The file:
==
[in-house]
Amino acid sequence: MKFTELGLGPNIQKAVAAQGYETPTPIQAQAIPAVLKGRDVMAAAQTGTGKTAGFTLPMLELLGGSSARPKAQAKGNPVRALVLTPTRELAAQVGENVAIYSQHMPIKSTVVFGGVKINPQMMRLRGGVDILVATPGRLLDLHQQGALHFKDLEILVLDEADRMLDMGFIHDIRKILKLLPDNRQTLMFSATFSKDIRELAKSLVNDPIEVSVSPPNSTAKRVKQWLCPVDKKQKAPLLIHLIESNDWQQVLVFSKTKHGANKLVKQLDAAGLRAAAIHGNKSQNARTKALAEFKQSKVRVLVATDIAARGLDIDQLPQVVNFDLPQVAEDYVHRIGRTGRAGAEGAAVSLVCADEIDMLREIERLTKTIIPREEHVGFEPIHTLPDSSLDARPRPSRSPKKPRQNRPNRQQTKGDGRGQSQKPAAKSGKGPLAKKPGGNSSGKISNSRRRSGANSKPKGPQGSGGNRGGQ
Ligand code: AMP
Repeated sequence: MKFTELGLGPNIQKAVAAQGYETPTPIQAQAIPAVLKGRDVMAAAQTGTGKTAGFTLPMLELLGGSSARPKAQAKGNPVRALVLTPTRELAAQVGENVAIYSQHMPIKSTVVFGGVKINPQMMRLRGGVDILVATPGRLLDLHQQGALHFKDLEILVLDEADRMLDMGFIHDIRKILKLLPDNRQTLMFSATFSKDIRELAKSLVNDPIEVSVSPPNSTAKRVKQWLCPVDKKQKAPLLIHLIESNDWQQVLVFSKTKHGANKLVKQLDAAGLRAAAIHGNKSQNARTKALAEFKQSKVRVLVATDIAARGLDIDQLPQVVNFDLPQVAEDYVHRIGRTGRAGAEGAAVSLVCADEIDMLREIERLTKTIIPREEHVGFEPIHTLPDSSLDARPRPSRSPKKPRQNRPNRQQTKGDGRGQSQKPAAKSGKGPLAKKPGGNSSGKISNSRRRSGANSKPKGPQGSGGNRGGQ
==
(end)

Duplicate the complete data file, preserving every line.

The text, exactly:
[in-house]
Amino acid sequence: MKFTELGLGPNIQKAVAAQGYETPTPIQAQAIPAVLKGRDVMAAAQTGTGKTAGFTLPMLELLGGSSARPKAQAKGNPVRALVLTPTRELAAQVGENVAIYSQHMPIKSTVVFGGVKINPQMMRLRGGVDILVATPGRLLDLHQQGALHFKDLEILVLDEADRMLDMGFIHDIRKILKLLPDNRQTLMFSATFSKDIRELAKSLVNDPIEVSVSPPNSTAKRVKQWLCPVDKKQKAPLLIHLIESNDWQQVLVFSKTKHGANKLVKQLDAAGLRAAAIHGNKSQNARTKALAEFKQSKVRVLVATDIAARGLDIDQLPQVVNFDLPQVAEDYVHRIGRTGRAGAEGAAVSLVCADEIDMLREIERLTKTIIPREEHVGFEPIHTLPDSSLDARPRPSRSPKKPRQNRPNRQQTKGDGRGQSQKPAAKSGKGPLAKKPGGNSSGKISNSRRRSGANSKPKGPQGSGGNRGGQ
Ligand code: AMP
Repeated sequence: MKFTELGLGPNIQKAVAAQGYETPTPIQAQAIPAVLKGRDVMAAAQTGTGKTAGFTLPMLELLGGSSARPKAQAKGNPVRALVLTPTRELAAQVGENVAIYSQHMPIKSTVVFGGVKINPQMMRLRGGVDILVATPGRLLDLHQQGALHFKDLEILVLDEADRMLDMGFIHDIRKILKLLPDNRQTLMFSATFSKDIRELAKSLVNDPIEVSVSPPNSTAKRVKQWLCPVDKKQKAPLLIHLIESNDWQQVLVFSKTKHGANKLVKQLDAAGLRAAAIHGNKSQNARTKALAEFKQSKVRVLVATDIAARGLDIDQLPQVVNFDLPQVAEDYVHRIGRTGRAGAEGAAVSLVCADEIDMLREIERLTKTIIPREEHVGFEPIHTLPDSSLDARPRPSRSPKKPRQNRPNRQQTKGDGRGQSQKPAAKSGKGPLAKKPGGNSSGKISNSRRRSGANSKPKGPQGSGGNRGGQ